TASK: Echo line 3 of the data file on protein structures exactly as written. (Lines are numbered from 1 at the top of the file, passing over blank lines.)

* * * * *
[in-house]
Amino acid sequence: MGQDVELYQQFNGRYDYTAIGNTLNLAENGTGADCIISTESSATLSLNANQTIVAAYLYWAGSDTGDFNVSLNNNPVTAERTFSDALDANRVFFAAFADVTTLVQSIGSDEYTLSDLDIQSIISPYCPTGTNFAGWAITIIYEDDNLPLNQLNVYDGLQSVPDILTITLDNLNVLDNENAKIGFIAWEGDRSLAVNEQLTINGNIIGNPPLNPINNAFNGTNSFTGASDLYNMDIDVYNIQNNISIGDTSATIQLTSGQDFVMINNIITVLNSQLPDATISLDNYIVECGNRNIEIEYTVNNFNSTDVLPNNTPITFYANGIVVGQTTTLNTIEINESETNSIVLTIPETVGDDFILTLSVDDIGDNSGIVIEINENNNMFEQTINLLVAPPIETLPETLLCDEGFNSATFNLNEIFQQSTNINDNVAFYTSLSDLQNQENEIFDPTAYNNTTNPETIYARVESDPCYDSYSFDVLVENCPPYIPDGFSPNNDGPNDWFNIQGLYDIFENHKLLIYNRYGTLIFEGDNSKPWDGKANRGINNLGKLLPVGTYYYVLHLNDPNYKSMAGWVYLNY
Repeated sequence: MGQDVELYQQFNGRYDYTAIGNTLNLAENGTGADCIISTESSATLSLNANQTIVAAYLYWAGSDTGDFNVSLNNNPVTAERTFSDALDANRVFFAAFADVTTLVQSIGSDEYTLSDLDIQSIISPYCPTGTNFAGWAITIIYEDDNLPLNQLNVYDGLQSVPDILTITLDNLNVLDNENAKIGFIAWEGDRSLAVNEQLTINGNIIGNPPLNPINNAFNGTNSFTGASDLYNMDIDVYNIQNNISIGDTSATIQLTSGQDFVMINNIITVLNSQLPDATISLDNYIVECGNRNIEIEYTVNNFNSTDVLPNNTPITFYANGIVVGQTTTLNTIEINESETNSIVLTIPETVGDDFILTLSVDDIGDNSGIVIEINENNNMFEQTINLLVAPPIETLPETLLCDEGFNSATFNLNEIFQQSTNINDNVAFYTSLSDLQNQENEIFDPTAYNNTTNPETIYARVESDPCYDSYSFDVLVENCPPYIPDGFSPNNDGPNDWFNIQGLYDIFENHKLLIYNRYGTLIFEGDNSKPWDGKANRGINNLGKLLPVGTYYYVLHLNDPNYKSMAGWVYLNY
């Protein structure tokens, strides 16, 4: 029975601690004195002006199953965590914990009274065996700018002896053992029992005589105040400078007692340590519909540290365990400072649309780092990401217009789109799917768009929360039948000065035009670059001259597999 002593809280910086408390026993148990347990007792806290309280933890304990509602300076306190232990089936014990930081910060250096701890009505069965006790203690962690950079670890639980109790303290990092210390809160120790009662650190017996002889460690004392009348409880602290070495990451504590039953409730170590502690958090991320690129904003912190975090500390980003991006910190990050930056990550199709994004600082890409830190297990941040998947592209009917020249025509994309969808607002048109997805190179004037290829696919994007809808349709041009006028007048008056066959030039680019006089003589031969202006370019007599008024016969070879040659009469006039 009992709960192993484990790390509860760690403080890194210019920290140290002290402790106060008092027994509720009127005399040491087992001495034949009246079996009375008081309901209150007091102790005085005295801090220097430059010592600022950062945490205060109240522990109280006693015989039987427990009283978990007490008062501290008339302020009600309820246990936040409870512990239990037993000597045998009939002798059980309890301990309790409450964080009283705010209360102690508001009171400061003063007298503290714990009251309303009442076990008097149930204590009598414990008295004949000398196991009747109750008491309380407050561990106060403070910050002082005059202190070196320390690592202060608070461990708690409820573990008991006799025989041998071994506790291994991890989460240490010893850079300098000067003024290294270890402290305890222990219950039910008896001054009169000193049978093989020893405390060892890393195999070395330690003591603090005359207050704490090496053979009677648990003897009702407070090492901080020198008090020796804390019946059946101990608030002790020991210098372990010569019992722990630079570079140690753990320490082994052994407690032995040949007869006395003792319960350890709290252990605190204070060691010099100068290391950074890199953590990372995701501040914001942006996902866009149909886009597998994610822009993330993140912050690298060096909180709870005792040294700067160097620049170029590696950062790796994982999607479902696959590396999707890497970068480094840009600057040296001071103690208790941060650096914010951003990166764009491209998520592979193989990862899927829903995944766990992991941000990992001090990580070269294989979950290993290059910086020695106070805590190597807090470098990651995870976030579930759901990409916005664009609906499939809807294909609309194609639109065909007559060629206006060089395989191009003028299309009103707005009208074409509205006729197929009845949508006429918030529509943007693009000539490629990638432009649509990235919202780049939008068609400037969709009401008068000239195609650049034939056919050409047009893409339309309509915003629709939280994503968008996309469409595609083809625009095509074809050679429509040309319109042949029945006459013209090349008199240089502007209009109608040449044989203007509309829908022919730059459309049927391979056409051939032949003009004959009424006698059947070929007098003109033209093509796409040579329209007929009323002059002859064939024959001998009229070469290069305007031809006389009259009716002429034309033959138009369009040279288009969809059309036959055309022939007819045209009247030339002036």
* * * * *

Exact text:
Repeated sequence: MGQDVELYQQFNGRYDYTAIGNTLNLAENGTGADCIISTESSATLSLNANQTIVAAYLYWAGSDTGDFNVSLNNNPVTAERTFSDALDANRVFFAAFADVTTLVQSIGSDEYTLSDLDIQSIISPYCPTGTNFAGWAITIIYEDDNLPLNQLNVYDGLQSVPDILTITLDNLNVLDNENAKIGFIAWEGDRSLAVNEQLTINGNIIGNPPLNPINNAFNGTNSFTGASDLYNMDIDVYNIQNNISIGDTSATIQLTSGQDFVMINNIITVLNSQLPDATISLDNYIVECGNRNIEIEYTVNNFNSTDVLPNNTPITFYANGIVVGQTTTLNTIEINESETNSIVLTIPETVGDDFILTLSVDDIGDNSGIVIEINENNNMFEQTINLLVAPPIETLPETLLCDEGFNSATFNLNEIFQQSTNINDNVAFYTSLSDLQNQENEIFDPTAYNNTTNPETIYARVESDPCYDSYSFDVLVENCPPYIPDGFSPNNDGPNDWFNIQGLYDIFENHKLLIYNRYGTLIFEGDNSKPWDGKANRGINNLGKLLPVGTYYYVLHLNDPNYKSMAGWVYLNY